Searching Rudolf Steiner Lectures by GA number (GA0194)
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- Title: Lecture: Mission of Michael: Lecture III. Michaelic Thinking.
- that I have often spoken to you with great enthusiasm about Greek
- at least not the Greeks. Since that time, however, man must not any
- Title: Lecture: Mission of Michael: Lecture IV: The Culture of the Mysteries and the Michael Impulse.
- Mystery of Golgotha there begins, out of Greek culture, a kind of
- Greek culture in its entirety also in art the same trend is
- the Mystery of Golgotha and what followed it. Greek thinking became of
- What took place in the thinking, feeling and willing of the Greek was
- post-Socratean age of Greek civilization, of the primeval Mystery
- culture in which Greek civilization was rooted. What has remained is a
- later on, Aristotle developed in a more scientific way. But this Greek
- pupils has remained and has become historical, first, in Greek
- Christian theologians who acquired this Greek thinking in order to
- continuation of Greek thinking, that which has flowed into the world
- of Golgotha and Greek thinking. The elaboration, the
- Greek thinking, of Greek dialectics. Up to the Mystery of Golgotha,
- of evolution only a distillate of it remains, namely, Greek
- dialectics, Greek thinking. Then the Mystery of Golgotha takes place.
- Greek dialectics. Anyone who wishes to familiarize himself with the
- dear friends, it is, seemingly, the same logic as that of the Greeks;
- Greek logic was derived from that which the Mystery pupils beheld in
- length as that which elapsed between the appearance of the Greek way
- height. Greek culture stood at an end. We stand at a beginning.
- nature. To be sure, since the appearance of Greek thinking the
- Maximum number of matches per file exceeded.
- Title: Lecture: Mission of Michael: Lecture V: The Michael Deed and the Michael Influence as Counter-pole of the Ahrimanic Influence
- concepts and ideas as they had been transmitted by Greek culture. Then
- lived with them. For at that time the after-effect of the Greek
- Title: Lecture: Mission of Michael: Lecture VI: The Ancient Yoga Culture and the New Yoga Will.
- draw characteristically how man begins to feel in the Greek age, I
- Title: Mysteries of Light: Lecture II: The Development of Architecture
- Just observe the forms of a Greek temple! How
- architectural idea of this Greek temple takes its orientation from
- whose statue was placed within it. All the forms of the Greek
- If we proceed from the forms of the Greek temple
- the Greek temple who can regard it as if it contained no statue of a
- god. A Greek temple with-out the image of a god — we need only
- understand the form — a Greek temple without the statue
- the Greek temple to the Gothic cathedral — for the other forms
- confronts us there? If we look at the Greek civilization, this flower
- of the fourth post-Atlantean period, we must say that in the Greek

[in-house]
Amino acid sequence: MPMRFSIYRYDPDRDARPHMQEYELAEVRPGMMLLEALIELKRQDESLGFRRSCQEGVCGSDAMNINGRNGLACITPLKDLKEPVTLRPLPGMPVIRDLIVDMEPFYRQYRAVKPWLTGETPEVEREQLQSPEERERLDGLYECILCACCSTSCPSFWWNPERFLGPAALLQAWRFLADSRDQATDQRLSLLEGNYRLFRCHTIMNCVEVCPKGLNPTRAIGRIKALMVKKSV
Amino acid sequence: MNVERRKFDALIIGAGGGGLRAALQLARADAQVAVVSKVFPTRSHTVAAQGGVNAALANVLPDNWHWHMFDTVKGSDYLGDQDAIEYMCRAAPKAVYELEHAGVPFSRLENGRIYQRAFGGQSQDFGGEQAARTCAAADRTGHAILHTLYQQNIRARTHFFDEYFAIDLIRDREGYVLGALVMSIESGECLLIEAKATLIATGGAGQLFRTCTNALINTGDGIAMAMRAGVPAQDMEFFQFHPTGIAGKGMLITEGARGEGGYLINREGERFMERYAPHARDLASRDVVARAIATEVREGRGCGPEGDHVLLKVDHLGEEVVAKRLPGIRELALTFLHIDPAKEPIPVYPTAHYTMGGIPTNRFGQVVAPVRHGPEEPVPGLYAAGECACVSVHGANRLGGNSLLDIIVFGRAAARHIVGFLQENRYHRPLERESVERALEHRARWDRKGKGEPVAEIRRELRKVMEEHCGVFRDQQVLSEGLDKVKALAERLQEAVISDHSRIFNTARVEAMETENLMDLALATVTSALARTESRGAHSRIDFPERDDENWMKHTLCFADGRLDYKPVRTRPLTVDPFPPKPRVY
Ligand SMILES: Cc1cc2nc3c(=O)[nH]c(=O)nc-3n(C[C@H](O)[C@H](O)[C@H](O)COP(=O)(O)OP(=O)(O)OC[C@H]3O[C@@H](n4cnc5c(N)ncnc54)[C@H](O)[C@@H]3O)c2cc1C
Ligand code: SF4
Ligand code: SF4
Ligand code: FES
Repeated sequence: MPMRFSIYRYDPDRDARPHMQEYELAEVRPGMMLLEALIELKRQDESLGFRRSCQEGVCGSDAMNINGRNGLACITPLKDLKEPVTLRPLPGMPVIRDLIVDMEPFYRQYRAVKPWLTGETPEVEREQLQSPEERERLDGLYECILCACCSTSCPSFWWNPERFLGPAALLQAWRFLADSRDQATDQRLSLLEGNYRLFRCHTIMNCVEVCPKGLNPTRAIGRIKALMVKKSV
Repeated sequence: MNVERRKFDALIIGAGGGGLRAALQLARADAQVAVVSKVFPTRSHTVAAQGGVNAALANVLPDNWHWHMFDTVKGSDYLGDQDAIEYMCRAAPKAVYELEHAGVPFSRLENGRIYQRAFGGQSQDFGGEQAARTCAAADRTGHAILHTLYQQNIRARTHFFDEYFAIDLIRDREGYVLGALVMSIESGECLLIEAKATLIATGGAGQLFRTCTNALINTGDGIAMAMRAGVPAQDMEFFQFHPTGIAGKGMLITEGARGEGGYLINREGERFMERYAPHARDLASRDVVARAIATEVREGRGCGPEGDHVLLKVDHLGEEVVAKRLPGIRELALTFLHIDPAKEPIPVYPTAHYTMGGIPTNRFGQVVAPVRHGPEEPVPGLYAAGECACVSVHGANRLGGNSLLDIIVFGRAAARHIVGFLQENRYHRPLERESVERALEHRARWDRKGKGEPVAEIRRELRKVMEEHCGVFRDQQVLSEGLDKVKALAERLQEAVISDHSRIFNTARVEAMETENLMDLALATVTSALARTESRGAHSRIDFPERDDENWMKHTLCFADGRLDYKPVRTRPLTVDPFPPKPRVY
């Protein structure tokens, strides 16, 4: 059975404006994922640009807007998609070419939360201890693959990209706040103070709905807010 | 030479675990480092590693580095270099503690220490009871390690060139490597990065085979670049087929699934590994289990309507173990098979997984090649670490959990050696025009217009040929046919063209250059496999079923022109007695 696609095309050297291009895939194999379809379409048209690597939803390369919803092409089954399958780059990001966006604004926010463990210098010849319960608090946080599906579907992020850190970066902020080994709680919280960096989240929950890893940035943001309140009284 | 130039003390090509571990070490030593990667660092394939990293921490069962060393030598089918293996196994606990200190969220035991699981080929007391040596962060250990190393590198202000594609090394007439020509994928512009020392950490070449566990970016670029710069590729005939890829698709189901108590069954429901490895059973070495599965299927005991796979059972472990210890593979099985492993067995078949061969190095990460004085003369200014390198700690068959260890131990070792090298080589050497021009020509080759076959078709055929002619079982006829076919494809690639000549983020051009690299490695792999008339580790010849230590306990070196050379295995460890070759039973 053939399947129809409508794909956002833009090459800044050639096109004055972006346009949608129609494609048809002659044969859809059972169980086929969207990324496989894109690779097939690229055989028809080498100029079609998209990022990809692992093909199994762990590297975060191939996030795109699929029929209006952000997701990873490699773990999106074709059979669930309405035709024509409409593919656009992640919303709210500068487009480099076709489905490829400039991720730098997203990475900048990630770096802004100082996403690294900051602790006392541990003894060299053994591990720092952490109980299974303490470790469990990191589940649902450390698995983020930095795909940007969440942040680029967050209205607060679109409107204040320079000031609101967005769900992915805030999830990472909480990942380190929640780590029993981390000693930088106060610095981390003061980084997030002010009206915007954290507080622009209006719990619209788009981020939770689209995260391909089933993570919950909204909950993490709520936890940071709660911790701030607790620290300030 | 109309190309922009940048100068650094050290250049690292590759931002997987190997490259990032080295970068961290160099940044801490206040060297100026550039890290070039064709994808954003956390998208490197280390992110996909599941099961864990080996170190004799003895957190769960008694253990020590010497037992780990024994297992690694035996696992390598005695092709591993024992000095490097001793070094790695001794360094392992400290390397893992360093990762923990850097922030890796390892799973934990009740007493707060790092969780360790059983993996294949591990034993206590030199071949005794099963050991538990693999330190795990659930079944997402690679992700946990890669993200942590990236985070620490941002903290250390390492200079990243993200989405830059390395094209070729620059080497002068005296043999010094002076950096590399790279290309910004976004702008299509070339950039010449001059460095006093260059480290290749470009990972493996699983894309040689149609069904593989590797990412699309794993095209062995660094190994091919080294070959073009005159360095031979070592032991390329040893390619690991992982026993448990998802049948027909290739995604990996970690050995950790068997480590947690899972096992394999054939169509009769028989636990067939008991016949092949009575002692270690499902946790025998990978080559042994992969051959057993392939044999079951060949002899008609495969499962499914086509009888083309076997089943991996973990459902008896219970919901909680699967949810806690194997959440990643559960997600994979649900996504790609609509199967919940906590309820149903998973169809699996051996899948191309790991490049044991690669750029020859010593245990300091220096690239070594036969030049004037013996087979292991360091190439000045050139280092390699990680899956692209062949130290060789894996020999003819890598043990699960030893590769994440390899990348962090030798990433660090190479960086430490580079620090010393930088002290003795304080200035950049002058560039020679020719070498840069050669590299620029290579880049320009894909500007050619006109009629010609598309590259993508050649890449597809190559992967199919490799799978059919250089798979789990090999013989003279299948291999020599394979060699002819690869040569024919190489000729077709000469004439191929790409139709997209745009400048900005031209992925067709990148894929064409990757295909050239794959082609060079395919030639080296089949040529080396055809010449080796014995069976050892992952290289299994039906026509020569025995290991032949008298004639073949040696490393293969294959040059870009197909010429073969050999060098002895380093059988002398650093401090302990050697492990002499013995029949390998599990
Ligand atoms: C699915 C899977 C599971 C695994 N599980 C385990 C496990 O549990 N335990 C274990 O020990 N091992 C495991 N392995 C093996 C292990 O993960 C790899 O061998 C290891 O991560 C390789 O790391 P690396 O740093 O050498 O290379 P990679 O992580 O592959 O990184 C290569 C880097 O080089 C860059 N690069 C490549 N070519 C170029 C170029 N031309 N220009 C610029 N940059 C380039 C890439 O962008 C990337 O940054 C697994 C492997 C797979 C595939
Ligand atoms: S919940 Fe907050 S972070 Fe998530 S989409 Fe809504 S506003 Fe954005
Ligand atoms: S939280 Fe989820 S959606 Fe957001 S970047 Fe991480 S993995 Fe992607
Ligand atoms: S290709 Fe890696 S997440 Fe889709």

- themselves only in images. The Greek temple was the abode of the god
- divine-spiritual powers the phenomenon of the Greek temple in the
- Greek civilization is unthinkable.
- If we go on now from the summit of the Greek
- when Greek thought was at its height. There was no longer a
- impression, as contrasted with those of Greek architecture, which
- regions. For the Greek his god and his goddess were present;
- flowed together; and just as in the Greek temple the people felt
- Greek temple demands only that the god or goddess be in it, not the
- people — in other words, as the Greek people of a certain
- Maximum number of matches per file exceeded.
- Title: Mysteries of Light: Lecture III: Historical Occurrences of the Last Century
- Greek epoch and up to the middle of the 15th century — alluded
- Title: Mysteries of Light: Lecture IV: The Old Mysteries of Light, Space, and Earth
- the ancient Greek and Latin cultural life, the Greco-Latin spiritual
- which, as one stream let us say, flowed in first from the Greek
- spiritual life, is of Greek origin; it merely passed through the
- in the most varied fields, which was not yet accessible to the Greek,
- the Orient. The entire Greek culture goes back to the Orient, but it
- revealed at that time; but we must consider that even the Greeks —
- Romans the power of thought alone remained. Among the Greeks there
- In art, as well, the Greeks significantly
- of humanity; for the Greeks have in their sculpture (one need only
- The Greek wanted to show in the Mercury-type that the ancient
- form of culture, had united with intelligence in the Greek
- civilization; that this existed at the bottom of Greek culture; and
- ears with the Mercury ears, and so forth. The Greek merged in his art
- Mystery of Golgotha spread in the West, whence did the Greek and
- cast aside because the Greek spiritual life had entered. And so this
- — I might say like a resistance, a struggling against the Greek
- lies. Nietzsche was impelled to describe how even the Greeks had to
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